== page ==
… for history is a pattern / Of timeless moments.
– T. S. Eliot, Four Quartets
The kids and I are reading the Little House books. One chapter each night. We began with Farmer Boy and a fire in the old stone hearth. Now we are in the big woods of Wisconsin, and there is birdsong through our open window.
It is also haying time in the fields west of this house. When we drive in that direction, to buy chicken feed from the feed and lumber store or flats of annuals from a greenhouse, we watch teams of muscled, shaggy horses at work in every field. They look as if they have been plowing the same red-clay soil for two hundred years. Day in, day out.
Sometimes there is a young boy holding the reins. He wears suspenders and a straw hat, and together we wriggle to keep from pointing and shout “Look! Farmer Boy!”
In this place, when the breeze carries the bracing smell of hay, just-cut, I am able to understand something about time that is normally hidden from me.
Time is not a line carrying us always farther from the past. Time is not a thread, and we are not simply biding it until the day ours is cut.
These days, in Lancaster County, I can see that time is a spring. Past and present and future bubble up together, and the sound is like music. Like the clip-clop of horses’ hooves. Like birdsong through an open window.
But my children appear to be lines racing, racing away from me. Willowy is the word that comes to mind when I observe my firstborn girl. For nearly two years, I’ve seen her baby face when I look at my youngest, my second girl, but that face is now lost. Elsa Spring has grown into herself. There is a family resemblance, yes, but more and more she looks only like Elsa. Something has been shed, and the lines of her eyes and chin are now hers alone. No longer her older sister’s.
And thus, two baby girls vanish from every place but memory.
I don’t really know if I am living in a country of lost things or a kingdom of restoration and everything made new. I look around, I read the news, and I find both. Hopelessly jumbled.
We lose babies and grandmothers. We lose marriages and homes. We lose our younger selves and friendships and health and peace between nations and on and on forever, it seems.
But every new season is also a return, and the month of May, this pivot between spring and summer, reminds me that it is possible to root myself in that bubbling spring. To live sure of what I cannot always see: that time is not linear but rhythmic. It is a song where every note returns and every note is new.
And this is the living water that sustains me. This is the living water I hold out. To my racing children. To my thirsty neighbor.
Maybe eternity begins when I read a favorite story for the third, fourth, fifth time.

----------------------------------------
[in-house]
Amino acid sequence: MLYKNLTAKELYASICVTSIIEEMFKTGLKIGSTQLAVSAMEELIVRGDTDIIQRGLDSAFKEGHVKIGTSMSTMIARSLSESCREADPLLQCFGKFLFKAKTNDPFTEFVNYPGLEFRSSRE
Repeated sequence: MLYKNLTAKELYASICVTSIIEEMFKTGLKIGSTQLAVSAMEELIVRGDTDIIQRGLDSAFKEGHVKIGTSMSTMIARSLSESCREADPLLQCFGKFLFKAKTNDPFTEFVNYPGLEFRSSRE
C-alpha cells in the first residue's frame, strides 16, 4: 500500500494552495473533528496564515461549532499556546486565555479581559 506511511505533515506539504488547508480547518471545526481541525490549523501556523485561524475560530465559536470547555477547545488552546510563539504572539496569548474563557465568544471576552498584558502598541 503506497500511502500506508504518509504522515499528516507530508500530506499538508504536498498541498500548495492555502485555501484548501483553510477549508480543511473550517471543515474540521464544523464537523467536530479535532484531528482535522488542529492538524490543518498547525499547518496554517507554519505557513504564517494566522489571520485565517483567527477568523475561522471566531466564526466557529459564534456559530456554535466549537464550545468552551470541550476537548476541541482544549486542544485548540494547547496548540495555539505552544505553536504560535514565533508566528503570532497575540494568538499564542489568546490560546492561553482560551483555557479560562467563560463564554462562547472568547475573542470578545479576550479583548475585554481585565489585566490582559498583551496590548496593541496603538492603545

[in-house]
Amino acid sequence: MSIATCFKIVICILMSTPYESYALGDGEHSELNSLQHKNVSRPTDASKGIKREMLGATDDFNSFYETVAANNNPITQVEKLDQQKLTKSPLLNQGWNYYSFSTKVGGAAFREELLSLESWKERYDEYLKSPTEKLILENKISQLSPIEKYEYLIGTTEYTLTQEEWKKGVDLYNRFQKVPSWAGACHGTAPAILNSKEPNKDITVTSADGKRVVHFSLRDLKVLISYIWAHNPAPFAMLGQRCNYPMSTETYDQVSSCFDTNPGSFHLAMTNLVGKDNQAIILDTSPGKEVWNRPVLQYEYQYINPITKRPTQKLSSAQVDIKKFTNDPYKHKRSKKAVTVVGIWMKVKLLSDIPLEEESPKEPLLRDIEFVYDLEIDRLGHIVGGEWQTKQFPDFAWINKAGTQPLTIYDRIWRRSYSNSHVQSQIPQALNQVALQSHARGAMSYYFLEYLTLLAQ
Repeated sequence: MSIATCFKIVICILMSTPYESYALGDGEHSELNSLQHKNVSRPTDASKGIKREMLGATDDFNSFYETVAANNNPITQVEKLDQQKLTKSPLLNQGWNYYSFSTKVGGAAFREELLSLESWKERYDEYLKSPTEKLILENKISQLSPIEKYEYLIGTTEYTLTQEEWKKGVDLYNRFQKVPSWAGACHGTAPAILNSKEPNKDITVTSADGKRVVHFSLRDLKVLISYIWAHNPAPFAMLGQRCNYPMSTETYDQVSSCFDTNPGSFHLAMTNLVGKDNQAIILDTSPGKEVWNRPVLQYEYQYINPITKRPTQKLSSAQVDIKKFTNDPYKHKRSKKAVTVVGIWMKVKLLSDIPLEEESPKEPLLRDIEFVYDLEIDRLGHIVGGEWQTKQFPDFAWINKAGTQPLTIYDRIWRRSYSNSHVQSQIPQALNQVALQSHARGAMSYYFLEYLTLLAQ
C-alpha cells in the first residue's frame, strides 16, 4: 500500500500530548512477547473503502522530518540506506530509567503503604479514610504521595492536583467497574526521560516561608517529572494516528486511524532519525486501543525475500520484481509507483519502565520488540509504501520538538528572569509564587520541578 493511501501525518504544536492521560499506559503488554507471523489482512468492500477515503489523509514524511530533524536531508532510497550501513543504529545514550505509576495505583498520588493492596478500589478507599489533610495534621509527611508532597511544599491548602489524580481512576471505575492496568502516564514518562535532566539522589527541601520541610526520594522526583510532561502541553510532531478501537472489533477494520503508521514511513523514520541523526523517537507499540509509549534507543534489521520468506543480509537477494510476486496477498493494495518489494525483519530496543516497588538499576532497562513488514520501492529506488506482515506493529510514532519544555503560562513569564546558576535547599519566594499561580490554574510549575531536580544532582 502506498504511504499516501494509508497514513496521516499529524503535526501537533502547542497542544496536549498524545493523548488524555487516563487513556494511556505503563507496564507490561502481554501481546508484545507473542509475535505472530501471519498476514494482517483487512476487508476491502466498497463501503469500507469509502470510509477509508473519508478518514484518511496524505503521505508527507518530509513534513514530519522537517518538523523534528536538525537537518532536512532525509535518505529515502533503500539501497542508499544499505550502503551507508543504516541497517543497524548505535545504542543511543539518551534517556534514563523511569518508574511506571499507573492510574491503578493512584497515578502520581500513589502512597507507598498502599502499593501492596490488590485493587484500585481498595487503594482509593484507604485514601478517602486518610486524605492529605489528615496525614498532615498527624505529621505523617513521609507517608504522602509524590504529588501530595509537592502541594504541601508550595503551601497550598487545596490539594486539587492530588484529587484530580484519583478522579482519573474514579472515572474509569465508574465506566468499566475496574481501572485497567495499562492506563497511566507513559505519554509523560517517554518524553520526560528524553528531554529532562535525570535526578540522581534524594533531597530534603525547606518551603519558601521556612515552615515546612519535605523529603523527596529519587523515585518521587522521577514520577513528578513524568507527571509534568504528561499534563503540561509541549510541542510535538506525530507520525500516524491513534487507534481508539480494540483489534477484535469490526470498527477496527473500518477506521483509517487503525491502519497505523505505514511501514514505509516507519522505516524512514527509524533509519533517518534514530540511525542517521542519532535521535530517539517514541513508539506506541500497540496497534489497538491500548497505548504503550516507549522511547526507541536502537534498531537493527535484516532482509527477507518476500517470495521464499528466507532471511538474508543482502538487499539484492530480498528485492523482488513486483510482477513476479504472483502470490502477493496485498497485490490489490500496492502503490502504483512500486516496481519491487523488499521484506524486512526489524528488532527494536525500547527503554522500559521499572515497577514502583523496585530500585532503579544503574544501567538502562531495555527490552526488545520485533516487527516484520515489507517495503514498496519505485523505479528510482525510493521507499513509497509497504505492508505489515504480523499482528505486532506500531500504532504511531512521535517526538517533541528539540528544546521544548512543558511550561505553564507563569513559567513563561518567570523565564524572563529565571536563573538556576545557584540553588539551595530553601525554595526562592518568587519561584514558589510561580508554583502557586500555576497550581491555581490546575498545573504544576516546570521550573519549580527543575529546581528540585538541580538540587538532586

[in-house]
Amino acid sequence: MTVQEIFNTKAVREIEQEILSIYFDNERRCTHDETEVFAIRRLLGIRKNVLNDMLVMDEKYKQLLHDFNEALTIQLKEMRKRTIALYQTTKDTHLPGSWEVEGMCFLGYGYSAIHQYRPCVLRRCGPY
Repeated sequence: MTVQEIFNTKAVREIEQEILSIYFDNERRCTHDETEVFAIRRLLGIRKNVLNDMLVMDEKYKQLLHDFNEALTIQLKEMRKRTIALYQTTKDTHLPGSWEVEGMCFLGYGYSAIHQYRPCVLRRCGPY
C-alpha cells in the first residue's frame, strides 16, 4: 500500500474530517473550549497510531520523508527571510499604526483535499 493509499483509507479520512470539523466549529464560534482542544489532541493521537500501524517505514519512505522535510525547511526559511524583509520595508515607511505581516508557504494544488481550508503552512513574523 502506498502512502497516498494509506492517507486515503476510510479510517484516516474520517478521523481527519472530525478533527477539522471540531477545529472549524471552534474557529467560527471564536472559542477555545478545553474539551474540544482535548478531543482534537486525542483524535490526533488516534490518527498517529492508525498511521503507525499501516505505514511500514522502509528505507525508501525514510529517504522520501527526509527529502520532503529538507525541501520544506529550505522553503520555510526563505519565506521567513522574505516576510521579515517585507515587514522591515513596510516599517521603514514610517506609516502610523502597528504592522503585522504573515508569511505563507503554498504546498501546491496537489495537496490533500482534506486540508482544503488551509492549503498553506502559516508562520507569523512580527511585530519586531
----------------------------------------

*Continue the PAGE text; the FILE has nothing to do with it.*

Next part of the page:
Maybe eternity begins here. Now.
Y’know, I thought some very similar thoughts this very morning when I heard of Maya Angelou’s passing. How it is a profound loss for us all … and yet, in a way, she is still with us. We will still benefit from her wisdom and her welter of experiences every time her words are read. This is beyond time, but it is also within time. Time measured as deep, not only as long.
I love how the earth and the children teach us these things, as you have so eloquently said above, for those who will listen.
(And I gotta say it – as always, Christie, when I read your words, I want to write better. You call forth the best in me, my friend, because you are so gifted.)
Kelli, you are a treasure. Thanks for the encouragement.
This is why I love reading your words, friend. They fill with the sweetness and the melancholy, sweet and bitter, sorrow and hope. My heart nods yes.
Thank you, Ashley. Sometimes I worry that I leave things too muddled. I’d like to be able to separate out the sorrow and the hope, as you put it. But maybe they shouldn’t be sifted?
Thank you, Katie. Thank you.
I am also ready LHOTP series before bed! And my baby girl is growing up too fast.
God has a way of taking what is stirring up in my heart and confirming it in your words. I can’t tell you how many times this has happened. Minutes ago I read Isaiah 43:19, ” See, I am doing a new thing! Now it springs up; do you not perceive it? I am making a way in the wilderness and streams in the wasteland.”
It’s so hard to believe, so hard to press into the hope in the middle of so much brokenness. So hard to allow in the Joy! But I learning to lean in to it. xo
One of my very favorite verses, Hannah.
When an article of your pops up in my inbox, I wait to savor it when I have a moment to sit and digest your words. For your writing feeds my soul. You have such a beautiful gift of writing. It is like woven tapestry. Keep it up.
Lori, such beautiful encouragement. Thank you so very much.
Yes, Me too. I’m reading LHOTP (never used those initials before) to our GRANDS who are visiting without their mom and dad for a week. Jack, 8 and Ashlyn, 6 1/2 are sitting and absorbing and loving the story. And I’m still learning new words.
I will re-read your descriptive words, Christie, after they leave next week and savor again.
love your voice ….
“I don’t really know if I am living in a country of lost things or a kingdom of restoration and everything made new.” Me too. I echo Kelli’s words about the way you inspire Christie, thankful for you.
Gorgeous, as always, Christie. And thought-provoking, in the very best way. Thank you so much.